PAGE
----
Pick a book from the Hebrew Scriptures, and pick a book from the New Testament. If you want to go even narrower, pick a passage: the Servant Songs of Isaiah, the Sermon on the Mount, a passion narrative from the Gospels, or Paul’s farewell address to the Ephesian elders in Acts 20.
Bonus points: pick a dead person from history who finished well, who left behind a body of work that merits the attention.
Become a student of these passages and this person.
Of course, you will still want to read widely. Read all of Scripture, and read other dead people (as well as some living ones). But dedicate your life to mastering — and being mastered by — your two main texts and your one main dead person.
I can see the benefit of being a generalist. Most pastors, by necessity, are called to be generalists, building competence in understanding all of Scripture, and carrying out their myriad duties. on’t completely neglect your need to go wide.
But go narrow. Find a couple of texts. Make them your life’s pursuit. Aim not so much to learn them as to absorb them, to make them a part of who you are. Allow them to shape the way you think. Read everything you can on them. Memorize large portions of them.
And keep going deeper.
The same with the dead person. Find one — Augustine, Edwards, Flavel, Simeon, Bavinck, Spurgeon, Roseveare — and read everything they’ve written. Read critical biographies. Learn their faults, learn their thinking. Pick someone who will give you enough material to last the rest of your life. Get to know them well. Learn from others, but really master this one dead person.
Yes, your dead person will have faults. They all do. Don’t look for a perfect person, but look for a godly one. Aim to discover all you can about their strengths and their weaknesses.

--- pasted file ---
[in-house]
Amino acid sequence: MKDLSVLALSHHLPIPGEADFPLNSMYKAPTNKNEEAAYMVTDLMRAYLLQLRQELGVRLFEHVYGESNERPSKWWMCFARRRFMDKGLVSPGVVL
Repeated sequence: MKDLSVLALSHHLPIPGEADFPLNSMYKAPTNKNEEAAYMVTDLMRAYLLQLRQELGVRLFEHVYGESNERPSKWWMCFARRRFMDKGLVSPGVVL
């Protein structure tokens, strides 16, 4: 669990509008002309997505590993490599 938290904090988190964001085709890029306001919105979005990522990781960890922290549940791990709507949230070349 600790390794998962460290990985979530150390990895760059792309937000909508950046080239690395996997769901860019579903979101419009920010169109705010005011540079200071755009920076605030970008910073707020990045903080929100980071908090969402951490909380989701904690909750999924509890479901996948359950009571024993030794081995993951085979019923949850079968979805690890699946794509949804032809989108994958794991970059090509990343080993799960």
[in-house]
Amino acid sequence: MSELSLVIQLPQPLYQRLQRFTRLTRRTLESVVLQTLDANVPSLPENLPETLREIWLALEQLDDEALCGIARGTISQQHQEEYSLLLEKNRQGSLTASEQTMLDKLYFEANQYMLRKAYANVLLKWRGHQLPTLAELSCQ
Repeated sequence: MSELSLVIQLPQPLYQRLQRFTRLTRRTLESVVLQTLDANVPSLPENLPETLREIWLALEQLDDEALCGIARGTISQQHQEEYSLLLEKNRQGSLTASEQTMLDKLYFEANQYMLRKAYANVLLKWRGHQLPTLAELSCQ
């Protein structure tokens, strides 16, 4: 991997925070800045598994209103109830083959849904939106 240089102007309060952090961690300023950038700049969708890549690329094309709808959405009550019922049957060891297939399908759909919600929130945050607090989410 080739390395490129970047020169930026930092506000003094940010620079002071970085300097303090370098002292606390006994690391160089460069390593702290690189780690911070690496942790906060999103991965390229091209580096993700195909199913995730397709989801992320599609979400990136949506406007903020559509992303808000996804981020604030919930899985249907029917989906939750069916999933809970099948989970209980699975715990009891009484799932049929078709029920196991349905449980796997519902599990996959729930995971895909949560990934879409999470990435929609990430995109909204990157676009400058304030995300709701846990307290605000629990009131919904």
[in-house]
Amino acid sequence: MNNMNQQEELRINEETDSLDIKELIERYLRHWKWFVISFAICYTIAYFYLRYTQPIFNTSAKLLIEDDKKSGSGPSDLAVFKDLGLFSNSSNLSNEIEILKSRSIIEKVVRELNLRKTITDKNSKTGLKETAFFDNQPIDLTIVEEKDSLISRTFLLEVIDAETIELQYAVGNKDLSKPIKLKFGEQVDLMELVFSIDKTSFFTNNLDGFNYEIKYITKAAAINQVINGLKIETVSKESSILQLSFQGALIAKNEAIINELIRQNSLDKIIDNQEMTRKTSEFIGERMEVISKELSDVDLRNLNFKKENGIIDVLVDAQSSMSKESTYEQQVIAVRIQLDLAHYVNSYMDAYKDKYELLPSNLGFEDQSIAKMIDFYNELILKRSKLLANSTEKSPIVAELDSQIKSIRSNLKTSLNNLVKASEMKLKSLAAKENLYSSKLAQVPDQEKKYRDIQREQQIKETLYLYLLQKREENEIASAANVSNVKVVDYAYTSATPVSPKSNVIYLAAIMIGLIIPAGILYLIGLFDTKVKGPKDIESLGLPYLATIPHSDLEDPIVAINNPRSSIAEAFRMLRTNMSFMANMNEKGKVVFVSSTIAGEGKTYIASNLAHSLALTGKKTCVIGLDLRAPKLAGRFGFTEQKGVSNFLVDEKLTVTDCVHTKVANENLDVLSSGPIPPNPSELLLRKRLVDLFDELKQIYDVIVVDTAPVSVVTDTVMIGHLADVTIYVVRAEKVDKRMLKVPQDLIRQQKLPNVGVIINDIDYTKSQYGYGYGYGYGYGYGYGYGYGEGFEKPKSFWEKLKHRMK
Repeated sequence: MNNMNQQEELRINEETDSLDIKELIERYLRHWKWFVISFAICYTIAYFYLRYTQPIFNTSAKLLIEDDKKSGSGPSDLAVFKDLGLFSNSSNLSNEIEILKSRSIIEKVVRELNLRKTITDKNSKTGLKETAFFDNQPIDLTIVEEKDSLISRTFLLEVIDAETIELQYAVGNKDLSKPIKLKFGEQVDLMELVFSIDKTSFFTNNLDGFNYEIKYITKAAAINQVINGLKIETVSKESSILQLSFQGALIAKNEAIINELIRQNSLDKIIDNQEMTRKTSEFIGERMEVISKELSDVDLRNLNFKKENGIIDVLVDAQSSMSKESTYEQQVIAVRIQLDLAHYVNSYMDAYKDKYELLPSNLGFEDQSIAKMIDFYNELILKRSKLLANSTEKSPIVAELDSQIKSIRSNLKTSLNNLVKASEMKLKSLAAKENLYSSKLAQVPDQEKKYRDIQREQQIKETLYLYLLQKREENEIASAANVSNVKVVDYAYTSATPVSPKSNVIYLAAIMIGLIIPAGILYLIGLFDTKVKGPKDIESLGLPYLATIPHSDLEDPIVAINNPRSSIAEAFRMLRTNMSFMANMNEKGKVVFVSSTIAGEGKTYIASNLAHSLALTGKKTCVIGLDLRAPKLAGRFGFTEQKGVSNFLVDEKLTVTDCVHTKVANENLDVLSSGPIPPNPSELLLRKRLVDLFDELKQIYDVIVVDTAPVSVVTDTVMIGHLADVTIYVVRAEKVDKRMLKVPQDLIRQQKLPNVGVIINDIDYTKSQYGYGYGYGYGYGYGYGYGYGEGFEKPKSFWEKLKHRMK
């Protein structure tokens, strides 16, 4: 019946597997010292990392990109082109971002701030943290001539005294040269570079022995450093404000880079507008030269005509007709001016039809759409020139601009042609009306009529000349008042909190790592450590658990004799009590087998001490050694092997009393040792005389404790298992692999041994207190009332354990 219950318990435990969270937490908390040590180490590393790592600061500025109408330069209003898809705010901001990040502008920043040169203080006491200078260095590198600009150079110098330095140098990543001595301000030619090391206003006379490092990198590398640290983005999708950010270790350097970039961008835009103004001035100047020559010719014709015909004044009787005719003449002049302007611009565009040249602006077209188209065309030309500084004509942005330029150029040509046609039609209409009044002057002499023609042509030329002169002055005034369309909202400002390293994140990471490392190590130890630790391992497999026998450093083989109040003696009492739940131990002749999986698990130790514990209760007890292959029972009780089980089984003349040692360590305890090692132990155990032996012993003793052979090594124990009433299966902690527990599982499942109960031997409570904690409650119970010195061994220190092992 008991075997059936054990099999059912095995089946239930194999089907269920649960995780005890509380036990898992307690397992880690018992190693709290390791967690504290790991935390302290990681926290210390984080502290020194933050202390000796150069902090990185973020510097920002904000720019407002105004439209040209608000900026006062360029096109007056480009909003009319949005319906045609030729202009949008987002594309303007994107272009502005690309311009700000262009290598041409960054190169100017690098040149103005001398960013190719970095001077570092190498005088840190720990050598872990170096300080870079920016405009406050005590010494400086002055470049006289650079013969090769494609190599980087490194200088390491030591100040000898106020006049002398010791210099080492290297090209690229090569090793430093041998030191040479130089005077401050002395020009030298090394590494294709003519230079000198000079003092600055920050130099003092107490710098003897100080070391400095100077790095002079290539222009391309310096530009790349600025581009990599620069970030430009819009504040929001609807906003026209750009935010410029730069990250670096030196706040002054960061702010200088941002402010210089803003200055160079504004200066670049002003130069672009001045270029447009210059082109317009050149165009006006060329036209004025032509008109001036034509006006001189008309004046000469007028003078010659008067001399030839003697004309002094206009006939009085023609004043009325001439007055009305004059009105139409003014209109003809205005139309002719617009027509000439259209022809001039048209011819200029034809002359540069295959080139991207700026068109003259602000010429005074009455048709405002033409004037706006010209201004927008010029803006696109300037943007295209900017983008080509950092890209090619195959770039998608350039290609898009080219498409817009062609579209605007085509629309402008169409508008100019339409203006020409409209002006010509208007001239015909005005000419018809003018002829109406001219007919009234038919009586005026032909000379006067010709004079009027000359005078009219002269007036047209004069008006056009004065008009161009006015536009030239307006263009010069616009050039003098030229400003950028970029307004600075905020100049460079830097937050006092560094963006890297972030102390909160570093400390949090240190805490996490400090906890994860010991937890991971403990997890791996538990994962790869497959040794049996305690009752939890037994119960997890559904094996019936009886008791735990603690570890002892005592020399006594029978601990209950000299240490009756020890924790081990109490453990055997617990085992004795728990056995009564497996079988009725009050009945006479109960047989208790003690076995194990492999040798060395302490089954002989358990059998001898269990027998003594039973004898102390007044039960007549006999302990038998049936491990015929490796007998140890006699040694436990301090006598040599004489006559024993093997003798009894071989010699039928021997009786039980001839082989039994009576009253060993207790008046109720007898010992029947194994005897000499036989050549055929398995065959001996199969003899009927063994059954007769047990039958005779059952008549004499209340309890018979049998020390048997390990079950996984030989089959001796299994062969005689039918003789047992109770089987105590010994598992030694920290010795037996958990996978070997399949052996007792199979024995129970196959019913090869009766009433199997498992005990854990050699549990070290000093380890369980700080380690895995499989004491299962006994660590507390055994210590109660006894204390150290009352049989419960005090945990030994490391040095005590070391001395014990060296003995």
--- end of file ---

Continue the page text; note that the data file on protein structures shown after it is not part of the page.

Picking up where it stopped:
Here’s what you’ll find.
These pursuits will fill your soul like nothing else. It will give a depth to your ministry that you can’t get anywhere else. You will think you are mastering the texts and this one person, but they will master you. The flavor will seep throughout your whole life and ministry, and you will be a better person for it.
I have a friend who’s unusually wise. People ask him where he gets so much insight, and his answer is usually the same: he’s trying to master the book of Proverbs. He’s memorized most of it — in a foreign language — and he finds that it helps him understand how to approach many of the situations he and others encounter.
I don’t know who his favorite dead person is, but when I talk to him he’s always pulling out some obscure book from the past that few people have read. He doesn’t read blogs or popular new releases, but reads deeply from the riches of the past.
He’s narrow and deep, and it shows.
You can’t take a shortcut. Dedicate the rest of your life to this pursuit. You will be better for it, and so will your ministry. It’s not too late to start.